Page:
Lewis Hamilton has said he was “worried” about Sebastian Vettel, but was happy to see him prove his critics wrong with victory in Singapore.
Hamilton and Vettel, who have racked up nine World Championship titles between them, both began their Formula 1 careers in 2007 and have had plenty of flashpoints together along the way.
But there is also a huge amount of respect between the duo, and Hamilton was concerned to see his long-time rival struggling with on-track mistakes and having to deal with constant questions about his future.
“I actually worried about him,” Hamilton told Channel 4 in Russia.
“I do know him very well. We’re part of the same generation and I just know how it is to be on the back foot, having people talk negatively about you, have people write you off and also feel that way within the team that the other guy is getting all the energy.
“I know the psychological turmoil that you go through as a driver and as an athlete. I know Seb has been going through that.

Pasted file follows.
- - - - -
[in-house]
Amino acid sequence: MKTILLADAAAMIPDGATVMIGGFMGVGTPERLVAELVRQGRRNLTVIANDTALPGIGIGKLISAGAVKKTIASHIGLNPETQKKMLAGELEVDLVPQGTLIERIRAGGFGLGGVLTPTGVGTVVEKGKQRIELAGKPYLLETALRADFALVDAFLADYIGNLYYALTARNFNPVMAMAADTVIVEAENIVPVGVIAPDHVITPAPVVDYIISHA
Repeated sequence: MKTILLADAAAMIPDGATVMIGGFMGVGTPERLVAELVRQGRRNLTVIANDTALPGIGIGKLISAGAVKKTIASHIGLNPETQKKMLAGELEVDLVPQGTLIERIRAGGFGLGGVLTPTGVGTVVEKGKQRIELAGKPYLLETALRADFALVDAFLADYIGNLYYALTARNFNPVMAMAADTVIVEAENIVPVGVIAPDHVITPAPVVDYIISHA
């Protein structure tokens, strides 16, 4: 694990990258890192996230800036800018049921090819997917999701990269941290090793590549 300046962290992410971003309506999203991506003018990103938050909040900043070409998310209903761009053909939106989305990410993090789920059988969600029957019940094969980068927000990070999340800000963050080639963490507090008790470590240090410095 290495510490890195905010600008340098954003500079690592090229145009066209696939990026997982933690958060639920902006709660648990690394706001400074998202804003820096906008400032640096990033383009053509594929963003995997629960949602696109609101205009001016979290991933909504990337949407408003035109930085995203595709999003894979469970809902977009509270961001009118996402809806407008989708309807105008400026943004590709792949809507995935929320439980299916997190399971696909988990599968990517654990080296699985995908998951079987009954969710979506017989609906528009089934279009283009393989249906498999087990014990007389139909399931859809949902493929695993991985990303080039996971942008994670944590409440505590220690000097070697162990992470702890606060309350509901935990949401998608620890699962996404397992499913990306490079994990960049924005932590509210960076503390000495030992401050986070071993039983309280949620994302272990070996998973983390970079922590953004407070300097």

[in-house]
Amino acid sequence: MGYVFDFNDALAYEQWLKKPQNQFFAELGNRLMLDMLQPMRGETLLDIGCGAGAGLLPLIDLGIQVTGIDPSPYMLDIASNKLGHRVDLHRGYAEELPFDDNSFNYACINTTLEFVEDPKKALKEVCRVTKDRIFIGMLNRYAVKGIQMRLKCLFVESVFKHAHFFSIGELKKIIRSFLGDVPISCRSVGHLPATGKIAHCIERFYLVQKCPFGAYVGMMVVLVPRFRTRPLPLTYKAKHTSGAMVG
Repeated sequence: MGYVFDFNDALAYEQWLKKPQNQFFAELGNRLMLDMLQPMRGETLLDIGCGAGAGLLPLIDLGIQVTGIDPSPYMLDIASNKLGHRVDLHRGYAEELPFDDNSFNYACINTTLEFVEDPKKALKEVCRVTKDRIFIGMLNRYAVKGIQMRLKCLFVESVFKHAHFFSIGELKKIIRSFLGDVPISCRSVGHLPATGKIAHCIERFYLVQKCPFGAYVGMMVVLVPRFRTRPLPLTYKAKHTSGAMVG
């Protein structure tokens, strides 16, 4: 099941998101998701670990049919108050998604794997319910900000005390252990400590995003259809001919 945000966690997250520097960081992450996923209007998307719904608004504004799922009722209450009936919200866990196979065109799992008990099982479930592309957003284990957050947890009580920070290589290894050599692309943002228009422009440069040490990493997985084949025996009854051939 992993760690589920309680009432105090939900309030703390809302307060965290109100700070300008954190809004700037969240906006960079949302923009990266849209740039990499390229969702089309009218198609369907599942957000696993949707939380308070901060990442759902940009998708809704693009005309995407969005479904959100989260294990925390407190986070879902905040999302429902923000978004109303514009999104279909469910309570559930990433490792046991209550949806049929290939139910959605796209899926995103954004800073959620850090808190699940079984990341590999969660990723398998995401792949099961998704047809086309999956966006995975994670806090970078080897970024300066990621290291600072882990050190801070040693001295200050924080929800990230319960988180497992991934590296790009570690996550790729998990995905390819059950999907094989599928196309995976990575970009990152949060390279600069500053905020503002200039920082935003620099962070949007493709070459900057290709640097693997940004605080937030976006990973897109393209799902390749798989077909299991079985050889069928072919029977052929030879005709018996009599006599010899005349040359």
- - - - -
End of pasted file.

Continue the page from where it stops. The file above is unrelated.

“His team-mate has been going on the up. I’ve spoken to super, super high up people who say ‘Seb is written off, that’s him done’.
“But now it does appear they have put all their eggs in one basket [at Ferrari] where Seb used to be the number one driver that they would always choose.
“Now, it appears, for some time that it’s now all Charles and their banking the future on him. I think you will see things evolve over the next year or so that will show you that is the case.”
If the scales do continue to tip in Leclerc’s favour, Hamilton reminded everyone just how important a role Vettel has played in getting Ferrari back to being competitive again.
He added: “But I would say never underestimate the impact of the driver. That car that has been developed over the years has had nothing to do with Charles. It’s been all Seb’s work with the team.
“So just to see him have that win [in Singapore], even though I didn’t win the race, I still felt really good because something good came to someone who is actually a decent person and a super dedicated individual, and is not written off.”